Author Major Dan

Major Dan

Major Dan is a retired veteran of the United States Marine Corps. He served during the Cold War and has traveled to many countries around the world. Prior to his military service, he graduated from Cleveland State University, having majored in sociology. Following his military service, he worked as a police officer eventually earning the rank of captain prior to his retirement.

A Brief History On January 21, 1977 newly inaugurated President Jimmy Carter created perhaps the biggest controversy of his presidency by pardoning Viet Nam War era draft dodgers. Digging Deeper Digging deeper, we find the United States in the 1960s and 1970s severely divided over support for the war in Viet Nam. With Dr. Martin Luther King, Jr., Senator Eugene McCarthy and other prominent Americans vociferously opposed to the war, large portions of the population sided with them.  The anti-war feeling went beyond just the political aspects and dove into the moral aspects for each individual soldier as well.  The…

A Brief History On January 20, 1885, LaMarcus A. Thompson patented his version of the modern roller coaster, the Switchback Railway, which became the first roller coaster at Coney Island in New York! Digging Deeper Digging deeper, we find that versions of the roller coaster had existed earlier, but this patent was the big step toward what has been the premier attraction at amusement parks for well over 100 years now. Obviously, starting long ago, people got thrills going downhill quickly.  Sleds on winter slopes and wheeled vehicles racing down a road courtesy of gravity were not purpose-built thrills but…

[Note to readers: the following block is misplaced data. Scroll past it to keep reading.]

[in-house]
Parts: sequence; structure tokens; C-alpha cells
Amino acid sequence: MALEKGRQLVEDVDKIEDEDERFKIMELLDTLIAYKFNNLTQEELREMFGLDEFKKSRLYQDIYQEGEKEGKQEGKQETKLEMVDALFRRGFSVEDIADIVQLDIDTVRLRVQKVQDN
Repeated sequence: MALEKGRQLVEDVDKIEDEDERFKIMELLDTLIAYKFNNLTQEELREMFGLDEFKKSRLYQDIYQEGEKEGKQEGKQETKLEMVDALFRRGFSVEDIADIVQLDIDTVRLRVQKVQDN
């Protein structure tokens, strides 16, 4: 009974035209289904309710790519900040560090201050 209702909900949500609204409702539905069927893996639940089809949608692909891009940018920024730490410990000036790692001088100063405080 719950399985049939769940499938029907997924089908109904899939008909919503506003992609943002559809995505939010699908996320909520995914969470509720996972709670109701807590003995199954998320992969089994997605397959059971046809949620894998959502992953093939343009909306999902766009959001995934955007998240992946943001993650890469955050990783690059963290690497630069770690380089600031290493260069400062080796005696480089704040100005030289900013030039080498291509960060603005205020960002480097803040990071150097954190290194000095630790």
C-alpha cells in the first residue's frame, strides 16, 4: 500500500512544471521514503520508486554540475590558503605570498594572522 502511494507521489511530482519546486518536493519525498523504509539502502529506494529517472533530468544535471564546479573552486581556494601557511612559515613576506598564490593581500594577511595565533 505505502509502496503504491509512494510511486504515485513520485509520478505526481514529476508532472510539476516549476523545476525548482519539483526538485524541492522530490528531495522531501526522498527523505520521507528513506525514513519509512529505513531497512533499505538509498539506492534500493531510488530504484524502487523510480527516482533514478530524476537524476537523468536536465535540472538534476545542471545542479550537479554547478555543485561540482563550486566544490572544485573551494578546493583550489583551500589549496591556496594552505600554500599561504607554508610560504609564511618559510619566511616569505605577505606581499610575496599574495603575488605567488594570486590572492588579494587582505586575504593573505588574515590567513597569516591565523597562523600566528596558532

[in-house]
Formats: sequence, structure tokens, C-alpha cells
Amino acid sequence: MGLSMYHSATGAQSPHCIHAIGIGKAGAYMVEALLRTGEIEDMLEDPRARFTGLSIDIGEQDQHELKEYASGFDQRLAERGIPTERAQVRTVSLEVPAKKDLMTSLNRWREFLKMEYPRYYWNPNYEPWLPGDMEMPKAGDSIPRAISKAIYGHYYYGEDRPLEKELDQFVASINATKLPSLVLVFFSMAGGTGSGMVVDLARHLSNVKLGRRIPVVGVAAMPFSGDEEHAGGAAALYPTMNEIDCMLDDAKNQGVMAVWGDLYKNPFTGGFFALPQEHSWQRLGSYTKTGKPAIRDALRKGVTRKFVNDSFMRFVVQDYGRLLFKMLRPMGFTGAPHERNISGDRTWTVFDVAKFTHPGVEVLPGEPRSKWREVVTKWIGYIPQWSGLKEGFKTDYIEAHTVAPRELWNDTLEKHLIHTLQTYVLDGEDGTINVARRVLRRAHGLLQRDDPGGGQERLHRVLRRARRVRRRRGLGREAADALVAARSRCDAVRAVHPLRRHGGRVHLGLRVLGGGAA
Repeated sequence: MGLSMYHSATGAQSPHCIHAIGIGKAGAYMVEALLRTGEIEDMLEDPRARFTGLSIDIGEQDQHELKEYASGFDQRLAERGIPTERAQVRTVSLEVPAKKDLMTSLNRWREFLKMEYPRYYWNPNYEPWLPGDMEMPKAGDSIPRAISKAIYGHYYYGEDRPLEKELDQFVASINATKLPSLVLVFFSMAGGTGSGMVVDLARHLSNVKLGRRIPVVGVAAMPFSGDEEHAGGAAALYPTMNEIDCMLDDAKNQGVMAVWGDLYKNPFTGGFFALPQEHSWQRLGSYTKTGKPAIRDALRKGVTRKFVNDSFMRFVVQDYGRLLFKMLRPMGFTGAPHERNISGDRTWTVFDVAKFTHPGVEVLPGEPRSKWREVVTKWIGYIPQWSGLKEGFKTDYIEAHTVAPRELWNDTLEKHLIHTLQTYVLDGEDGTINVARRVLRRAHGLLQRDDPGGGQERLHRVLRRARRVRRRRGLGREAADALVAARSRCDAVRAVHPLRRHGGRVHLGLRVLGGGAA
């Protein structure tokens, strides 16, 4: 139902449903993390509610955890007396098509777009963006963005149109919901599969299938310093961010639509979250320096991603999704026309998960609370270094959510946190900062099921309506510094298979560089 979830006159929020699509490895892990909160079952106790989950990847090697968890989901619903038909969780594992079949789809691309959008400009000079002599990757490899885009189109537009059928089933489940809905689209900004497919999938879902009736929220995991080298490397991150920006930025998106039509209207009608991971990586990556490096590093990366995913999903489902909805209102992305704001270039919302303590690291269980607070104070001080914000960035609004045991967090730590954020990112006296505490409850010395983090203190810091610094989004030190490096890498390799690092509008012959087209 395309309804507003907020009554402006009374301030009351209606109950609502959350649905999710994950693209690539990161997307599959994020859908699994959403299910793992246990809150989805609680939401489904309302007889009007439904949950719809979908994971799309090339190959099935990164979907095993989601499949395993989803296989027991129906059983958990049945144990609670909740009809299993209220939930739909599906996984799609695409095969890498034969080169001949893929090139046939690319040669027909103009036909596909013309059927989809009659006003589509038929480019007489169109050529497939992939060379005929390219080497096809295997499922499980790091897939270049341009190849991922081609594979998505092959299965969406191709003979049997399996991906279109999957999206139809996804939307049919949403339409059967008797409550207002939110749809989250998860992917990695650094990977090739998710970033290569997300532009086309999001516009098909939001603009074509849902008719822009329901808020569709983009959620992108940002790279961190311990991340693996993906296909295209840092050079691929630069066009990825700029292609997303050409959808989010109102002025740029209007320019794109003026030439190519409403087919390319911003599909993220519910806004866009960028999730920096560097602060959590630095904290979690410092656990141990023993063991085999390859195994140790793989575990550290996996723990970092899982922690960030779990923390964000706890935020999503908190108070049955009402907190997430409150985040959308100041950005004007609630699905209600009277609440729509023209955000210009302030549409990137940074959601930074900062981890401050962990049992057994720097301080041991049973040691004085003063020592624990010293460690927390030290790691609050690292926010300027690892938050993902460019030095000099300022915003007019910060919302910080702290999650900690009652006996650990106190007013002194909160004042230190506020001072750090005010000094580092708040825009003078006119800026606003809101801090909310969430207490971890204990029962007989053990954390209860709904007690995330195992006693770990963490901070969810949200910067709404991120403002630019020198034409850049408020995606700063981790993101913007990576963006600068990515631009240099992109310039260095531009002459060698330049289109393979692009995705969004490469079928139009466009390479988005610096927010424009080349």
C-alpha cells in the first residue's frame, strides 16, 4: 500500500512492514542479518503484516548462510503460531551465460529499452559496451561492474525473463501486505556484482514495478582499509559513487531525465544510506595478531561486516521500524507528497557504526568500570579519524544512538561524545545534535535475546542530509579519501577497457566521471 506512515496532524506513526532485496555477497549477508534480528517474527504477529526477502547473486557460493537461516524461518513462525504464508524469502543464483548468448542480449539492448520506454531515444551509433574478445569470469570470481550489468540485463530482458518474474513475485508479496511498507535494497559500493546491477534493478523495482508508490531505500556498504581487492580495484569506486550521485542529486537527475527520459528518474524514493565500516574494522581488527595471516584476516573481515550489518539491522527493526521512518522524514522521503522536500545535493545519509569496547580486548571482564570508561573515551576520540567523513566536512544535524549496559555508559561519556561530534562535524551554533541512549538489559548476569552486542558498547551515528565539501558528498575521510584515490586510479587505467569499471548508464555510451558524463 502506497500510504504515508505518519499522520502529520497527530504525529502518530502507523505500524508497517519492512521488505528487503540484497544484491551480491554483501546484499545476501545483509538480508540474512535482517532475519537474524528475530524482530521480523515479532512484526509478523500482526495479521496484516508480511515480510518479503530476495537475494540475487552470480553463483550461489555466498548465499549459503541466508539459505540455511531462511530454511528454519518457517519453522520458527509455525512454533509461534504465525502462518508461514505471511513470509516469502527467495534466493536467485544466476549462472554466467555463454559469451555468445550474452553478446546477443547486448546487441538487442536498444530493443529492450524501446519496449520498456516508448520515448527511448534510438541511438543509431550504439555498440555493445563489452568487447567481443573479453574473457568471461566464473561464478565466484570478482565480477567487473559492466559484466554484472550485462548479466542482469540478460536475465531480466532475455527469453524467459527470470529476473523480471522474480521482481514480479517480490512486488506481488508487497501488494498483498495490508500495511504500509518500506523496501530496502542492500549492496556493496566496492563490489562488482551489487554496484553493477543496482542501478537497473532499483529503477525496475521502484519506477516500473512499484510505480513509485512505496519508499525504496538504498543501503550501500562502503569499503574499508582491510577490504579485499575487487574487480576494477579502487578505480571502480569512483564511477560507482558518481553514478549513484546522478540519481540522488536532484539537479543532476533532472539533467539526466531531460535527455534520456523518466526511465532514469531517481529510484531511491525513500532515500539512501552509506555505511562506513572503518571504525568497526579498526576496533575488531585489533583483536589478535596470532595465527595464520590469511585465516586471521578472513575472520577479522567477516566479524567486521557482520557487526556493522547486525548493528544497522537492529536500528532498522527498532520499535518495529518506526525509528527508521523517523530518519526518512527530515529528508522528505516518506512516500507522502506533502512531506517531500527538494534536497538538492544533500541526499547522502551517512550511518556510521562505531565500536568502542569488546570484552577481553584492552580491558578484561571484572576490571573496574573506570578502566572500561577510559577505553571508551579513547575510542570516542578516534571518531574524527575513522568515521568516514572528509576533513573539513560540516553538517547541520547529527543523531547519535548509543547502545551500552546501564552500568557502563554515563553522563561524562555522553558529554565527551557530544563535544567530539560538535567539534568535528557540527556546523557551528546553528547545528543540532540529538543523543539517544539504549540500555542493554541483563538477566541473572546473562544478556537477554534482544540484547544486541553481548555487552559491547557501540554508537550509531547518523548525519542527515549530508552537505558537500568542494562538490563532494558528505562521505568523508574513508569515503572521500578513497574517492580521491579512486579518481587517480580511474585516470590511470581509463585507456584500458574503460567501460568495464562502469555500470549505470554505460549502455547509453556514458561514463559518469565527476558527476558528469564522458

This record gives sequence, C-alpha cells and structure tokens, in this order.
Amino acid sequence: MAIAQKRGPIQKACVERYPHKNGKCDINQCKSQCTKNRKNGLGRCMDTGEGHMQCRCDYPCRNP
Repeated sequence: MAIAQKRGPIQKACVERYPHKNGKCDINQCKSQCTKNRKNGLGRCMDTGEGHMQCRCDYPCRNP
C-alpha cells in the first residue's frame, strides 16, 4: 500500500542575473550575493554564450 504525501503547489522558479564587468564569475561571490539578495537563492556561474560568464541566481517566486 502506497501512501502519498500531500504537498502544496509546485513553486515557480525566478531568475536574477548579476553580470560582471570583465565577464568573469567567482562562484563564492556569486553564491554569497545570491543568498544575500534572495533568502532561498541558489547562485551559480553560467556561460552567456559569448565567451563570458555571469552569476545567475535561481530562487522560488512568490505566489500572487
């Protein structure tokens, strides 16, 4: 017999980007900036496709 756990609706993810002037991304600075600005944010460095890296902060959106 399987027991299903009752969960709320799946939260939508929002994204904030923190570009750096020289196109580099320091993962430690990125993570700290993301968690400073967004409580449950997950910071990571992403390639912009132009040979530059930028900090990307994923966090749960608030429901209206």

A Brief History On January 19, 1913, the Holly Hotel in Holly, Michigan burned for the first time!  Called “the most haunted historic building in Michigan” on the hotel’s own website, the Holly Hotel burned again 65 years later to the day and hour! Digging Deeper Digging deeper, we find many more reasons for the “haunted” reputation of the Holly Hotel. The haunting has been confirmed by numerous investigators such as Professor Norman Gauthier.  Photographic evidence and the sheer volume of persons reporting ghostly phenomena are hard to casually disregard. Many people unfamiliar with the history of the hotel or the previous reports…

A Brief History On January 18, 1967, self-confessed “Boston Strangler” Albert DeSalvo was convicted of several rapes and related crimes, but not of murder. Digging Deeper Digging deeper, we find no one was actually convicted of the murder of the 13 victims of the “Boston Strangler” although DeSalvo had confessed. Due to some inconsistencies in his details of the murders and in analysis of the manner of each murder, there is much disagreement about whether or not DeSalvo really was the murderer he said he was, with some researchers claiming there must have been more than one killer. Raping and…

A Brief History On January 17, 1966, a U.S. Air Force B-52 hit a KC-135 tanker plane in mid-air causing 4 nuclear bombs to fall on Spain! Digging Deeper Digging deeper, we find the U.S. in the middle of the cold war and therefore keeping bombers flying or on the runway with live hydrogen bombs at all times. The B-52 Stratofortress was the mainstay of the U.S.A.F.’s bomber force and with aerial refueling could hit any target in the world.  Spain was not on the list! Of the 4 Mk28 thermonuclear bombs that fell that day, one fell in the…

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